Tuesday, November 13, 2012

Tech Talk Tuesday

A usability study is one where you take a product and put it in front of a sample of potential users and find out just how well it does (or doesn't) work. This is especially important when it comes to testing computer or software based products so that kinks and issues can be resolved BEFORE releasing it to your actual audience. Unfortunately for my kids, I don't think ANYONE performed one of these for the interface they're using for school.

I find the interface klunky and kludged. The "parent" or auditor interface is such that if you have multiple students, you have multiple accounts. It's not possible to put the interaction into one place for all students under one parent. Not to mention the fact that the data provided is not reliable enough to depend on when you need it. Instead, the parent must log in to each student's account and see what the student sees to find any information.

The student interface starts out looking cool, with a graphic that should send them to the media center, help desk and more. From there, though, it looks like a frames based html interface using text linking to more information. Something I was creating twenty years ago in college (scary thought that). To get to material, the student must first go to the subject, then to the 'checklist' to find the important assignments. We were told not to depend on the calendar option as it wasn't reliable. This means scrolling down through a long list of assignments to get to the one you are looking for.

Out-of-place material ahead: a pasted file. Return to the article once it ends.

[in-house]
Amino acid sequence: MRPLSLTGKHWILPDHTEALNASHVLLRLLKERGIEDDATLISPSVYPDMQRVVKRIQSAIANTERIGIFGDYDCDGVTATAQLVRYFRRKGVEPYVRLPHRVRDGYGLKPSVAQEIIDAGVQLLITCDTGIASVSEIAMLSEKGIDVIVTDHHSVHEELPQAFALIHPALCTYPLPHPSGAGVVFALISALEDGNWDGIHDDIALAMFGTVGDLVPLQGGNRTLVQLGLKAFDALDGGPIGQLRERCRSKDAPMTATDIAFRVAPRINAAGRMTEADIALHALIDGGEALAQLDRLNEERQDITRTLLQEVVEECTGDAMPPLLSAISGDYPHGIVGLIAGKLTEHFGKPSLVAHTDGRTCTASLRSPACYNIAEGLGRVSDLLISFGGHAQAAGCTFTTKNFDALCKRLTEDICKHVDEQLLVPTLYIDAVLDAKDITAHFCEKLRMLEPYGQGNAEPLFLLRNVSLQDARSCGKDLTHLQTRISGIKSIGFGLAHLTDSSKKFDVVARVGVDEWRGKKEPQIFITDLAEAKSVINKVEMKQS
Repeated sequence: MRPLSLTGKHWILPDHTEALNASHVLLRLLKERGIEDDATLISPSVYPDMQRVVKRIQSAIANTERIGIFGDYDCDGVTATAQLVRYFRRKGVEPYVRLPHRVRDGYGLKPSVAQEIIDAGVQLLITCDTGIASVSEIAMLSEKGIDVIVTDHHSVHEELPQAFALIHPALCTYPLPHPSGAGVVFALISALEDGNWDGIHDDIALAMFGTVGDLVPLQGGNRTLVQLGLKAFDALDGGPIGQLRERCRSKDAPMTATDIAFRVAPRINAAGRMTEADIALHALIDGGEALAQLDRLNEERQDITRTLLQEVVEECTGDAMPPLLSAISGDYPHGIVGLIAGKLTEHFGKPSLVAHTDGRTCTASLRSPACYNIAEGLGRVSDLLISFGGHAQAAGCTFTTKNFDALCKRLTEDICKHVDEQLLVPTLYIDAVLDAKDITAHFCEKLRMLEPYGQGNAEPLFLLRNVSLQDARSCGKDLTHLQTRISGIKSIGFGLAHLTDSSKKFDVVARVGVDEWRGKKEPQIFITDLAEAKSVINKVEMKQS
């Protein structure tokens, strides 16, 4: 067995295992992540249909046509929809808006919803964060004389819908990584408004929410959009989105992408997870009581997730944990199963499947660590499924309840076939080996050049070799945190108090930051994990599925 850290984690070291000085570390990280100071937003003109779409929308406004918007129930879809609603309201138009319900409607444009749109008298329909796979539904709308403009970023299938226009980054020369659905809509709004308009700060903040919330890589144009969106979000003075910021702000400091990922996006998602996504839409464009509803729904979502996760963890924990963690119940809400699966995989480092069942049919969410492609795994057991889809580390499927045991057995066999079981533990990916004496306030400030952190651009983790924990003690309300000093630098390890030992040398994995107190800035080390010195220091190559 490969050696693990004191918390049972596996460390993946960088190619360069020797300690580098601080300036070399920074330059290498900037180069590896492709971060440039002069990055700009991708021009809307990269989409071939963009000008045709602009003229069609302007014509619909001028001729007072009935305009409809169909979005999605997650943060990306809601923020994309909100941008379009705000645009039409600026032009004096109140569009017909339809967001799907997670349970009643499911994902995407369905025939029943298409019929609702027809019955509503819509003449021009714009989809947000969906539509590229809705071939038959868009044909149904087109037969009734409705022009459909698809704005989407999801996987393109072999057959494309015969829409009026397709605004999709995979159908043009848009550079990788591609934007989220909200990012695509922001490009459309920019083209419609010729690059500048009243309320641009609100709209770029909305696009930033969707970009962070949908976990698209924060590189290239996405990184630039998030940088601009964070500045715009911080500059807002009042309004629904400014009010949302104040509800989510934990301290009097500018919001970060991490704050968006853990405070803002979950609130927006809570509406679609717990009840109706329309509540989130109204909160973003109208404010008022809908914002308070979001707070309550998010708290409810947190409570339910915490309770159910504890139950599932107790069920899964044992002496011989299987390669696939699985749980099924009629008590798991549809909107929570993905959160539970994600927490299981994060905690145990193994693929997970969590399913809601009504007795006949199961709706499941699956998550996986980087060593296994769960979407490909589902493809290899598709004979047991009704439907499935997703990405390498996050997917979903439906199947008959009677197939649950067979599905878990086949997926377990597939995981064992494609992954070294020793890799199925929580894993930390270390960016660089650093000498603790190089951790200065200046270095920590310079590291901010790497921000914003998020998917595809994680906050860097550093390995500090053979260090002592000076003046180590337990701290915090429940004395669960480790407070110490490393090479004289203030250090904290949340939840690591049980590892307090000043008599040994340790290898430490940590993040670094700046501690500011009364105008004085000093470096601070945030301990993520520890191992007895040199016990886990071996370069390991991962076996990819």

From there the student follows various text links to get to the lesson and information they need. To submit an assignment, they go to a "dropbox" link, scroll down through a list of assignments, click the appropriate one and upload a file. Quizzes/Tests are under another link.

For a parent wanting to confirm that their student has submitted a file, the system supposedly sends "confirmation" email to the student. This means that the parent must log in to the student's email account and either a)set up a filter to forward this information, or b)remember to log in to check it on a regular basis. It does not allow you to enter a second email or to change the one it has by default.

If the parent does not want to mess with the email, then they must log in to the student's account. They must follow the same steps as the student to find the list of assignments (which teachers recommend you print weekly), then they must go to the dropbox area to see if it has been submitted. This has to be done separately for each subject the student has.

The entire process is annoying and klunky. For the student, but for the parent as well, the interface can be hard to initially figure out and get right. The lessons (to me) look like they're kludged together. I've had it pointed out to me, though, that I'm spoiled by the k12 interface. That may be so, and k12 has it's own issues, but I would think a lot of issues could be simplified and corrected with a good usability study before they ever sent it out.

No comments: